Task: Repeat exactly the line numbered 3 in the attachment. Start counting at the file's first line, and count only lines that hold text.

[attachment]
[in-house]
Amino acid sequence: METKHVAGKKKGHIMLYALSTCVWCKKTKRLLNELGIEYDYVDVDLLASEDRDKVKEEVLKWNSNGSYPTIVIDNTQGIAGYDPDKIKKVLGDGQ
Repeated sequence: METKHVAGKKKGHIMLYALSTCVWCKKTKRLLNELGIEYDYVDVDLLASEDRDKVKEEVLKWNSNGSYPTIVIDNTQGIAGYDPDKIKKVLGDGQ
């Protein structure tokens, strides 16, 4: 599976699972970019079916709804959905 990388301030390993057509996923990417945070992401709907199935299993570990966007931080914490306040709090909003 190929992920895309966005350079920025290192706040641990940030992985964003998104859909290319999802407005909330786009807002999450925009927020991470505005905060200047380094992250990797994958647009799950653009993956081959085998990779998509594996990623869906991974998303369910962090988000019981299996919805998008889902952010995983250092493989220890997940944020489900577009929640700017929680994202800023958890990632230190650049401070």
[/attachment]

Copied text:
Repeated sequence: METKHVAGKKKGHIMLYALSTCVWCKKTKRLLNELGIEYDYVDVDLLASEDRDKVKEEVLKWNSNGSYPTIVIDNTQGIAGYDPDKIKKVLGDGQ